6:52pm: According to NBC Sports Bay Area’s Alex Pavlovic, the Giants made an offer to Martinez while they were already in talks with Soler and Martinez’s camp made a counteroffer that San Francisco brass “weren’t comfortable with.” The specifics of both the club’s offer to Martinez and Martinez’s counteroffer remain unclear, though Pavlovic’s report seems to indicate that Martinez’s apparent lack of interest in San Francisco may have had more to do with the deal’s value than soft factors such as geography or club competitiveness.
12:04pm: The Giants made J.D. Martinez a contract offer at some point this offseason prior to the team’s deal with Jorge Soler, the New York Post’s Jon Heyman reports. Martinez rejected the offer because he “didn’t want to go there,” Heyman writes, which could indicate any number of concerns (roster fit, playing time, geography, etc.) beyond perhaps any misgivings about the value or nature of the deal the Giants put on the table.
It is safe to assume that San Francisco didn’t offer Martinez anything akin to the three years and $42MM that Soler received, given that Martinez is entering his age-36 season and is four and a half years older than Soler. That said, the two players have similar profiles as right-handed hitters with defensive limitations in the field. Martinez is essentially a DH-only player at this point in his career, and the bulk of Soler’s time in the Marlins’ 2023 lineup was spent as a designated hitter.
Though Martinez has had more streakiness and variance in his performance as he has aged, he has still been the more consistent hitter than the notoriously inconsistent Soler. Both players were All-Stars and 33-homer hitters in 2023 and had interestingly similar numbers, as Martinez had a 135 wRC+ while hitting .271/.321/.572 in 479 plate appearances for the Dodgers and Soler hit .250/.341/.512 over 580 PA with Miami. Martinez’s playing time was limited by groin and back problems, and Soler had much better walk and strikeout rates than Martinez, even if Soler’s 24.3 K% was still below average.
Soler and Martinez weren’t far apart on MLBTR’s list of the offseason’s top 50 free agents, as Soler was ranked 16th and Martinez 20th. The age gap was one of the determining factors in the differing rankings, and we predicted a smaller annual average value for Soler (with a three-year, $45MM projection) than Martinez (two years, $40MM). Of course, it now seems entirely possible that Martinez will end up falling behind Soler in AAV given that we’re in the last week of February and Martinez still remains unsigned.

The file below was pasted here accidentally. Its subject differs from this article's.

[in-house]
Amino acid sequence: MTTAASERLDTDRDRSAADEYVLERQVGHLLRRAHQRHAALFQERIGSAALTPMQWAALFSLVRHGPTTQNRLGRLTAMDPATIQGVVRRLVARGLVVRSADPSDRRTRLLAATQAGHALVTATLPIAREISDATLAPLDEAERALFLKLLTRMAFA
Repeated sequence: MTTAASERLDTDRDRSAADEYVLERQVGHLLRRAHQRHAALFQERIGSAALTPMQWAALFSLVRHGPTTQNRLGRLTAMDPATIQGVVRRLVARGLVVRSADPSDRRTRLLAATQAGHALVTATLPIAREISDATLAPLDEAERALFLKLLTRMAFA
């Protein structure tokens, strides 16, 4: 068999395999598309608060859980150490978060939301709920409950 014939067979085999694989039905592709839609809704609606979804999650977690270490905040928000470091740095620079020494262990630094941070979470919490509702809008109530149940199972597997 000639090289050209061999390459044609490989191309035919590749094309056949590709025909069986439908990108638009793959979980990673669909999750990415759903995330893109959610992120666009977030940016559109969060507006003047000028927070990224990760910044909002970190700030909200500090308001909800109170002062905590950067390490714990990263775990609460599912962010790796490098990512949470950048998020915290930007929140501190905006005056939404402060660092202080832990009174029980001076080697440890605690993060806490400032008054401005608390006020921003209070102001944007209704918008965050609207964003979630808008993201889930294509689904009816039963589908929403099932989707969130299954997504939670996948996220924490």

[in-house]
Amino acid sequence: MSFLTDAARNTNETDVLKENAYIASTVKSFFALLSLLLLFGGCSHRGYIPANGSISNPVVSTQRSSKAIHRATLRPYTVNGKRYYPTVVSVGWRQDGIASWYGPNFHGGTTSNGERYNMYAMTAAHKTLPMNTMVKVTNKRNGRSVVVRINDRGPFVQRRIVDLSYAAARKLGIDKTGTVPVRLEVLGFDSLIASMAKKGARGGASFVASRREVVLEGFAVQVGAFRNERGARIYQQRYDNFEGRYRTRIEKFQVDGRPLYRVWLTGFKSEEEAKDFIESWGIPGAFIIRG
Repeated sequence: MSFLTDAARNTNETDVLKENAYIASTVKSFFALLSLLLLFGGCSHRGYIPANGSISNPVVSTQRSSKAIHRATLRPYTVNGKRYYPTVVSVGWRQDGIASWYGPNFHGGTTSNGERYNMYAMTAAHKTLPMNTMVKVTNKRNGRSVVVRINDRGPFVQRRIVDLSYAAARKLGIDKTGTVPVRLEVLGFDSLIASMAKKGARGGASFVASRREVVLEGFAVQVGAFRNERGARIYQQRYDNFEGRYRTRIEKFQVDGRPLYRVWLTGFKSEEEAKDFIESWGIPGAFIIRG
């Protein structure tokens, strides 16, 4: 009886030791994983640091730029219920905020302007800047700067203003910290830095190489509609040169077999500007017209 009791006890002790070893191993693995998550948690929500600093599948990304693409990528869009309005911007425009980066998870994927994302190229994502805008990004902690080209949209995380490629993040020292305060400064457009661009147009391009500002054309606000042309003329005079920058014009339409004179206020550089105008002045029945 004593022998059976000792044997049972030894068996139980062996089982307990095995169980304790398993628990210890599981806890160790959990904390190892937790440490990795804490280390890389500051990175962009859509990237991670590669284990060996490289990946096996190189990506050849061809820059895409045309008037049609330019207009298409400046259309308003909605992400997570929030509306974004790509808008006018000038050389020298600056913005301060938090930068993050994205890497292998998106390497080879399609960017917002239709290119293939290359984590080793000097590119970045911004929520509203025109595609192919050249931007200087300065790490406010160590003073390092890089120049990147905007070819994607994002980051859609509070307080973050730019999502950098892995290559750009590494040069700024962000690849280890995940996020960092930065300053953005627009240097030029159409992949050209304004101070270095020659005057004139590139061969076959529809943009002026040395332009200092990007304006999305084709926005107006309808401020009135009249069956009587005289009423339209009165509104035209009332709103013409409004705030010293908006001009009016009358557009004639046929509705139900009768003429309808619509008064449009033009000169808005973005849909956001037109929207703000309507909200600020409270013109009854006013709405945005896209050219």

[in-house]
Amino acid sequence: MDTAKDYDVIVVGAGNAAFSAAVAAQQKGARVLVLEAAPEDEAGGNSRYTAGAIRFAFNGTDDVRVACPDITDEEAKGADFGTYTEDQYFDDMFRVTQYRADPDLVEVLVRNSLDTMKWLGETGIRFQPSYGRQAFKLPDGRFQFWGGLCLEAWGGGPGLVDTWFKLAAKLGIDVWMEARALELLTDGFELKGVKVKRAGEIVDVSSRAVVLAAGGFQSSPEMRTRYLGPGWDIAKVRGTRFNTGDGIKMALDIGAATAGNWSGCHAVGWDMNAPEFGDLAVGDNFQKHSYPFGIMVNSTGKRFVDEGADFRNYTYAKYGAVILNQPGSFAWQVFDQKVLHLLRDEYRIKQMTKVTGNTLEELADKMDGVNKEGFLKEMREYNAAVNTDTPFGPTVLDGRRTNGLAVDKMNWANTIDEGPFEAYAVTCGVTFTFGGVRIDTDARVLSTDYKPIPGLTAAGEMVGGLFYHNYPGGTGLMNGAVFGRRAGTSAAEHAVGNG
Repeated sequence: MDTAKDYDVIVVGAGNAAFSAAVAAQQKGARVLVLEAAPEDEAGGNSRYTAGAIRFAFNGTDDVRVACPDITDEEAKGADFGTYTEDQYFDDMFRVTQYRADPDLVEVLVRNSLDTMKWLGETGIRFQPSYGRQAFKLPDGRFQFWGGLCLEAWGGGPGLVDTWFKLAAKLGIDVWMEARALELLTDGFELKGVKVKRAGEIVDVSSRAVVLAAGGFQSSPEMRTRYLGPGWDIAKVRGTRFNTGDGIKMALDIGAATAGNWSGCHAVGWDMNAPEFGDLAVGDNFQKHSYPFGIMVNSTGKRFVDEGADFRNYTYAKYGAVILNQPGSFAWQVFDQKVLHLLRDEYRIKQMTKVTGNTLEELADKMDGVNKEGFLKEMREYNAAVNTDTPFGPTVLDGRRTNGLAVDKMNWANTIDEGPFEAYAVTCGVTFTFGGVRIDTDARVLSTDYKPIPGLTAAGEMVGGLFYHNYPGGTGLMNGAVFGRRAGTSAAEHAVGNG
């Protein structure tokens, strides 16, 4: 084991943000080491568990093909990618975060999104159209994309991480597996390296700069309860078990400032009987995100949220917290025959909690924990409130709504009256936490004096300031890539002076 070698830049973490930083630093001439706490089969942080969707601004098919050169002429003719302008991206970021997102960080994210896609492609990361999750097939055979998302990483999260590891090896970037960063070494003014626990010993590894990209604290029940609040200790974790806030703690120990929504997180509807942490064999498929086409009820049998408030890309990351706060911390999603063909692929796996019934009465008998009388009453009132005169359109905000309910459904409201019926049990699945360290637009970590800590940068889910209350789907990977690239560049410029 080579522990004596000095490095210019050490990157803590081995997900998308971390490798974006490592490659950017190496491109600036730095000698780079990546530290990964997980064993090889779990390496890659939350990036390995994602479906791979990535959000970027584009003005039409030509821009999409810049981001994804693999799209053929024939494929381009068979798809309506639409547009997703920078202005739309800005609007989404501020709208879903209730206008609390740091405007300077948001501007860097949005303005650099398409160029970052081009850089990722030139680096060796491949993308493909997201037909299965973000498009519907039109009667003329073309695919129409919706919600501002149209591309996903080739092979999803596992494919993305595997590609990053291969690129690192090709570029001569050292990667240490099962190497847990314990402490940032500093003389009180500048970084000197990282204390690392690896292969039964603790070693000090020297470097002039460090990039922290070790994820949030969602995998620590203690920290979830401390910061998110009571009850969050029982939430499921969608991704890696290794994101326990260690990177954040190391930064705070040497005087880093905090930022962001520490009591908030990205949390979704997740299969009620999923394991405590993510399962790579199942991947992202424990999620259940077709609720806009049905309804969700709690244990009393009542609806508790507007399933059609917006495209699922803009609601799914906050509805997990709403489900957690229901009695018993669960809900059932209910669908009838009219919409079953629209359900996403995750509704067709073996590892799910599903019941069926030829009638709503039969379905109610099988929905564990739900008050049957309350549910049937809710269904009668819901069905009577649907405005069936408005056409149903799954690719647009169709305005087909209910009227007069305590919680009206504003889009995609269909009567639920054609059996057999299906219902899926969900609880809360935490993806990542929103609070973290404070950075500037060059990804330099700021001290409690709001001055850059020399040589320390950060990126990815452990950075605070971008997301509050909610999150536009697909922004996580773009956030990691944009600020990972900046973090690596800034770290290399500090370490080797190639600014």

The Blue Jays, Mets, Angels, and Diamondbacks have all been linked to Martinez’s market at various points this winter, though Toronto and Arizona have since already added other veteran bats (i.e. Justin Turner, Joc Pederson, Randal Grichuk) for the DH role and no longer seem like fits. MLBTR’s Anthony Franco recently broke down possibilities for Martinez’s next landing spot and listed the Mets and Angels as still the most logical destinations based on team need, even if both clubs have indicated they would prefer to use the DH spot to cycle many players through the lineup. Heyman suggested the Rangers as a possible candidate for Martinez, though Texas also has a lot of promising up-and-comers in need of at-bats.
Giants president of baseball operations Farhan Zaidi has been generally conservative with free agent expenditures during his five-plus years in charge of San Francisco’s front office. As the Contract Tracker indicates, this winter’s signings of Jung Ho Lee and Jordan Hicks marked the first time that Zaidi signed a player to a deal of four or more years. Speculatively speaking, it seems plausible that Zaidi first checked on the possibility of signing Martinez or another known Giants target in Rhys Hoskins before agreeing to go to three years to land Soler.
From Martinez’s end, we don’t know enough about the Giants’ offer to gauge whether or not he might’ve erred in not accepting the deal, or if accepting it at some unspecified earlier point would’ve taken him off the market much earlier. However, if Martinez just wasn’t interested in playing for the Giants in particular, money might not have been the issue whatsoever.